Trading Card Boxes

100 Count Storage Box (1-BX-100)

200 Count Storage Box (1-BX-200)

300 Count Storage Box (1-BX-300)

330 Count Storage Box (1-BX-330)

400 Count Storage Box (1-BX-400)

500 Count Storage Box (1-BX-500)

550 Count Storage Box (1-BX-550)

660 Count Storage Box (1-BX-660)

800 Count Storage Box (1-BX-800)

800 Count Storage Box – 2 Piece (1-BX-802)

930 Count Storage Box (1-BX-930)

Graded Trading Card Box (1-BX-GTCB)

Vault Storage Box (1-BX-VAULT)

Super Vault Storage Box (1-BX-SVAULT)

Shoe Storage Box (1-BX-SHOE)

Graded Shoe Storage Box (1-BX-GSB)

Super Shoe Storage Box (1-BX-SSHOE)

Sorting Tray Storage Box (1-BX-SORT)

3200 Count Storage Box (1-BX-3200)

Monster Storage Box (1-BX-MON)

5000 Count Storage Box (1-BX-5000)

Super Monster Storage Box (1-BX-SMON)

Trading Card Houses

Card House Storage Box (1-BX-HOUSE)

Shoe Box House (1-BX-SHOE-HOUSE)

Comic Book Boxes

Comic Book Shipper (1-BX-FLAT-11X7X1)

Short Comic Storage Box (1-BX-SHORT)

Long Comic Storage Box (1-BX-LONG)

Graded Comic Storage Box (1-BX-GCB)

Comic Book Houses

Short Comic House (1-BX-SHORT-HOUSE)

Long Comic House (1-BX-LONG-HOUSE)

Record Boxes

33 RPM Vinyl Storage Box (1-BX-33RPM-BOX)

45 RPM Vinyl Storage Box (1-BX-45RPM-BOX)

Other Storage Boxes

Media Storage Box (1-BX-MEDIA)

Magazine Storage Box (1-BX-MAGBOX)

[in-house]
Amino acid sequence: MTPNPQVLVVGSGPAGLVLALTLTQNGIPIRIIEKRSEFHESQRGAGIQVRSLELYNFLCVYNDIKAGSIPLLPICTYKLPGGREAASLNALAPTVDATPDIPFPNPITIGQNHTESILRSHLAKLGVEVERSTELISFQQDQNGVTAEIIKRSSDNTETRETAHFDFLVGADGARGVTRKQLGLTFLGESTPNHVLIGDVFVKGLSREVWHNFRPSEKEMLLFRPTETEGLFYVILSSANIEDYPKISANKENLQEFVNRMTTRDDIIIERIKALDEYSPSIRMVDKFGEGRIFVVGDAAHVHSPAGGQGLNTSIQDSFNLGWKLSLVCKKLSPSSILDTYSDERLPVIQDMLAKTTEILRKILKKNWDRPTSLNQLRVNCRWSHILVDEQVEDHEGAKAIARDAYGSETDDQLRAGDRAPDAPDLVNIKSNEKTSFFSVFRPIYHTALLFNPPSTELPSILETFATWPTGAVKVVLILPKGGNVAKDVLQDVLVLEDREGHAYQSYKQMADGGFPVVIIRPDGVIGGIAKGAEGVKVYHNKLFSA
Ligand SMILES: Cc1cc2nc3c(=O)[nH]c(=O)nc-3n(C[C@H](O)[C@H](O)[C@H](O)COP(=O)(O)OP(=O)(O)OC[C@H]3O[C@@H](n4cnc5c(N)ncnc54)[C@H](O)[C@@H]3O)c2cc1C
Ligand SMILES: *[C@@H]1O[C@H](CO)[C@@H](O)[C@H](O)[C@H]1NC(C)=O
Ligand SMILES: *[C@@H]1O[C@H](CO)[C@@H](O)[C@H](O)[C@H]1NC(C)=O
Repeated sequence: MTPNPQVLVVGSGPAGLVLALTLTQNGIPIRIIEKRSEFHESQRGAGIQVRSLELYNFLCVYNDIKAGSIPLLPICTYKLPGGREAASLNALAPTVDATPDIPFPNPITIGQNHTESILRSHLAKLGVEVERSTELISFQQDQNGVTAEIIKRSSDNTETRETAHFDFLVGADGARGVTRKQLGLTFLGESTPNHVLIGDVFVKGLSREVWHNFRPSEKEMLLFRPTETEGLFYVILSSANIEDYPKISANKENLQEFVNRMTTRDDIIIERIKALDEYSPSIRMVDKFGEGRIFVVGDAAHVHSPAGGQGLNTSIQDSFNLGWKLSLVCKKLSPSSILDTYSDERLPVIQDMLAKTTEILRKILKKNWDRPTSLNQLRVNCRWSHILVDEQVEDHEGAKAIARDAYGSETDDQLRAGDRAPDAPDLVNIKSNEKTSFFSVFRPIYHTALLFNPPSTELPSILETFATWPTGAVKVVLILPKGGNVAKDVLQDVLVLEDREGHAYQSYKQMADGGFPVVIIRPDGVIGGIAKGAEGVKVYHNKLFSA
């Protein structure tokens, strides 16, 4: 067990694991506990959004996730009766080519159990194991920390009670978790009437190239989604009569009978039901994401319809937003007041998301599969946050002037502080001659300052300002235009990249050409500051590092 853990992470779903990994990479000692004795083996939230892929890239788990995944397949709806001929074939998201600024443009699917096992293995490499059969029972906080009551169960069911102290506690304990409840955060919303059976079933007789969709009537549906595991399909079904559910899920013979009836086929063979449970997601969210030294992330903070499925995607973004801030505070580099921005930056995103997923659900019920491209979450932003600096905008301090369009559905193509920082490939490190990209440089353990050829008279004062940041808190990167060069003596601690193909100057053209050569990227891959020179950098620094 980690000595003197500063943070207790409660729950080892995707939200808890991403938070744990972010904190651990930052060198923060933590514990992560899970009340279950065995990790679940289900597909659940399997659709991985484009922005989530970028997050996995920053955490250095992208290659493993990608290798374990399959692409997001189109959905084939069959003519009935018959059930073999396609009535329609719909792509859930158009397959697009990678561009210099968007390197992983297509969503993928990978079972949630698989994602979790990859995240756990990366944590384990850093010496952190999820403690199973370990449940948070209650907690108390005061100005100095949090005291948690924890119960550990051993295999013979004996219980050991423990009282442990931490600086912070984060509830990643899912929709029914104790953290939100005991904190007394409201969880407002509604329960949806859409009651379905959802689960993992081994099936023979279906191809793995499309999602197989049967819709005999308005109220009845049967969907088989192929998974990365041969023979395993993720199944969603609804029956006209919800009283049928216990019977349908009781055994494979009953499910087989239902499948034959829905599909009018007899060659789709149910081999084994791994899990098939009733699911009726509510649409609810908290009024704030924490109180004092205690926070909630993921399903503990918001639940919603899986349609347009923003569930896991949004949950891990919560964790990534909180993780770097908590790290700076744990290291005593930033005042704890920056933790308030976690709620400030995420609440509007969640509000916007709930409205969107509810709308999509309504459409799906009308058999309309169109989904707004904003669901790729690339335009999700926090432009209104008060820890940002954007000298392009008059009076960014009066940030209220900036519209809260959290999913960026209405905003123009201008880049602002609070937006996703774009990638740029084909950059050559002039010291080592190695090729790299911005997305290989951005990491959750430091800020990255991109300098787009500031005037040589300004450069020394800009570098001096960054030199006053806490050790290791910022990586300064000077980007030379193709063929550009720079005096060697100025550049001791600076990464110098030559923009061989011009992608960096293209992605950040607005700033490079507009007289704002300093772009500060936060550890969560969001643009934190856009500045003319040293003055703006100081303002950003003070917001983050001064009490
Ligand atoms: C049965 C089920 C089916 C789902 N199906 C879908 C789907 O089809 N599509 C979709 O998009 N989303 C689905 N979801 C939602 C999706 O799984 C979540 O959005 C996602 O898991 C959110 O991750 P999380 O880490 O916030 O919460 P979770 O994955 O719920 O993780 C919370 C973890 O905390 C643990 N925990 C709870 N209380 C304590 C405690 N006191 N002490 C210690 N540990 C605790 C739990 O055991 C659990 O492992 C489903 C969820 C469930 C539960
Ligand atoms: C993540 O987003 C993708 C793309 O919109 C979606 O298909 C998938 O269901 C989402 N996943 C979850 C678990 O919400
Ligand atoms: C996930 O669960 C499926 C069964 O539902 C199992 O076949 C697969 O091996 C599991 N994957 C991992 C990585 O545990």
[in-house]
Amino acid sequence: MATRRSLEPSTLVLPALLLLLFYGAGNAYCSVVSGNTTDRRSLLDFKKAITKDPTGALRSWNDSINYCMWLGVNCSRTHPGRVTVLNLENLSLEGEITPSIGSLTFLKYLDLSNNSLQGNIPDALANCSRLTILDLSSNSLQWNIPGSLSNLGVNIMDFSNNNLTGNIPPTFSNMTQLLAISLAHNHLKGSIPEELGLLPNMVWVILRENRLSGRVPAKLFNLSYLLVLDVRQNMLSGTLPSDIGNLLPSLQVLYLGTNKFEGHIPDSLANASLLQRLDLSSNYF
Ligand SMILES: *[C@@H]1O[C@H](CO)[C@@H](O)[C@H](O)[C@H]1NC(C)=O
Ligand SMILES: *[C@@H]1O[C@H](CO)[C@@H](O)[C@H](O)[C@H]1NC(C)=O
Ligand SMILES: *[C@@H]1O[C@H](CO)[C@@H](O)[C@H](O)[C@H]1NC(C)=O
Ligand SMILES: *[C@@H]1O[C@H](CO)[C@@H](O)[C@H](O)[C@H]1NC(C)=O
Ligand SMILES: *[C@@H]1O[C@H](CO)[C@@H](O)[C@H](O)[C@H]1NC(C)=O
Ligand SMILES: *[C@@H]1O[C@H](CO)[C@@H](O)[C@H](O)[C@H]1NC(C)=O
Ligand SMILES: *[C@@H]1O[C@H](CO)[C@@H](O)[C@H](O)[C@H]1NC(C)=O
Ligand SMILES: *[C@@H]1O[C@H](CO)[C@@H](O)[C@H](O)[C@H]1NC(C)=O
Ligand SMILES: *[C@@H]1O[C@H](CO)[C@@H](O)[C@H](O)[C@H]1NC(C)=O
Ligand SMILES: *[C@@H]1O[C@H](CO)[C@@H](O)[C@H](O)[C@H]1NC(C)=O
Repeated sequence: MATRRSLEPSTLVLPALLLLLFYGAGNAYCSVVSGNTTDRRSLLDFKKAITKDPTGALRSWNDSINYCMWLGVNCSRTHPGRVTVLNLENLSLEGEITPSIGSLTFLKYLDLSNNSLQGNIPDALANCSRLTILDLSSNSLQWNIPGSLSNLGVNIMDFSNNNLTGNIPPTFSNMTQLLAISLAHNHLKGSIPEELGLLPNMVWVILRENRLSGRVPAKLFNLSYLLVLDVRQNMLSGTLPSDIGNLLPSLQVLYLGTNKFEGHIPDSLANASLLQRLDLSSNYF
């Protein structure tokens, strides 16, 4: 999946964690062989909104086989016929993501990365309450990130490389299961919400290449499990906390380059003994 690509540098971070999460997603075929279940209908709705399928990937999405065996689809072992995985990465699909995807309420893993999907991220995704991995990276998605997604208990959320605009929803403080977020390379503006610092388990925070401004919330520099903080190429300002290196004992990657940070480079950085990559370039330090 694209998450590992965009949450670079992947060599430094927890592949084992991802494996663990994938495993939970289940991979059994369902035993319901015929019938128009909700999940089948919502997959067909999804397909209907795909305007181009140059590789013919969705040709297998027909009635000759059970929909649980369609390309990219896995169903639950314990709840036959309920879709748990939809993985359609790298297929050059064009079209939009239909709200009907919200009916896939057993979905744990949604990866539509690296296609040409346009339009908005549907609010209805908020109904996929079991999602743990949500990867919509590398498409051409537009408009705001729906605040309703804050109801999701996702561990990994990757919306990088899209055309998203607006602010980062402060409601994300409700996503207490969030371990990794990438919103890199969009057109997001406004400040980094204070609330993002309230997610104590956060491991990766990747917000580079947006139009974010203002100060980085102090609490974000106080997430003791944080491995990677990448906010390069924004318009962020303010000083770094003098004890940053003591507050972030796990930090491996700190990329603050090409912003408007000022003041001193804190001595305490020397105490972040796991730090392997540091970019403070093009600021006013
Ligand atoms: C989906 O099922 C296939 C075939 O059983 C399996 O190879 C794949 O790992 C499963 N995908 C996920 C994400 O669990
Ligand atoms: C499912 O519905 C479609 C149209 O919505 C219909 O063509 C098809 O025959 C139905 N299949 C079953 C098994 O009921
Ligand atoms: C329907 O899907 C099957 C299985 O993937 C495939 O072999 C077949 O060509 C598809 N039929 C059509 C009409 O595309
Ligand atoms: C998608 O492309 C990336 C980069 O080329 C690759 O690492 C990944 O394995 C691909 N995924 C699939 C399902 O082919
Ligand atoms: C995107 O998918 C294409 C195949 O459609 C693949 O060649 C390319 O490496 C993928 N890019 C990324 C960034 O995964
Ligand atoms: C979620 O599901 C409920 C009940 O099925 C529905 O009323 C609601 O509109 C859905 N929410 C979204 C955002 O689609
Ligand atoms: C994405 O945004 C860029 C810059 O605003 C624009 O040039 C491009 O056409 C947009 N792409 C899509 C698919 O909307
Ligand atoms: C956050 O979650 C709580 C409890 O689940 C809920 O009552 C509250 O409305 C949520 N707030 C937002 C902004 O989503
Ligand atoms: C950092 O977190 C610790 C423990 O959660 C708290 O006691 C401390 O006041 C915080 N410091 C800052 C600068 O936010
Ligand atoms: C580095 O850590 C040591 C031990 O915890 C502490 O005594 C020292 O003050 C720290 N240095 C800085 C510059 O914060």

Post Card Storage Box (1-BX-PCBOX)

Why do BCW Card Box Names Not Match the Amount of Cards They Can Hold?

BCW offers numerous sizes of boxes to store collectible trading cards. The boxes are named by numbers, implying they can store that many cards. An example is the BCW 930 Count Box – its title implies it holds 930 cards, however the description claims it holds 825 cards. So why do BCW box names not match what the boxes actually hold? Is there a system to help collectors understand the box naming system vs. the actual box quantity amount?

This is a frequently asked question at BCW Supplies. To understand the answer, a brief history lesson in baseball card collecting is needed. Between 1956 and 1981, Topps was the only manufacturer of baseball cards and they used an 18 point card stock. In 1981, the MLB added 2 more licensees which were Donruss and Fleer. By 1989, The Upper Deck Company, Score, and other brands started emerging. With competition came innovation and card companies started making cards with a little heavier card stock and UV coating which made them a couple of points thicker. One manufacturer of football cards, Action Packed, even started embossing their cards. Then, the card manufacturers started making thicker “premium brands” of trading cards and adding pieces of memorabilia to some of the special cards, usually referred to as inserts.

So, the answer is that, for the period between 1956 and 1989, cards were approximately 18 points thick and the boxes were originally designed for these cards.

See all of the BCW Trading Card Boxes. Please refer to the product description to ensure the box you need with protect all of the cards you are storing.

The bottom of most BCW boxes list their size.

The bottom of most BCW boxes describes their size.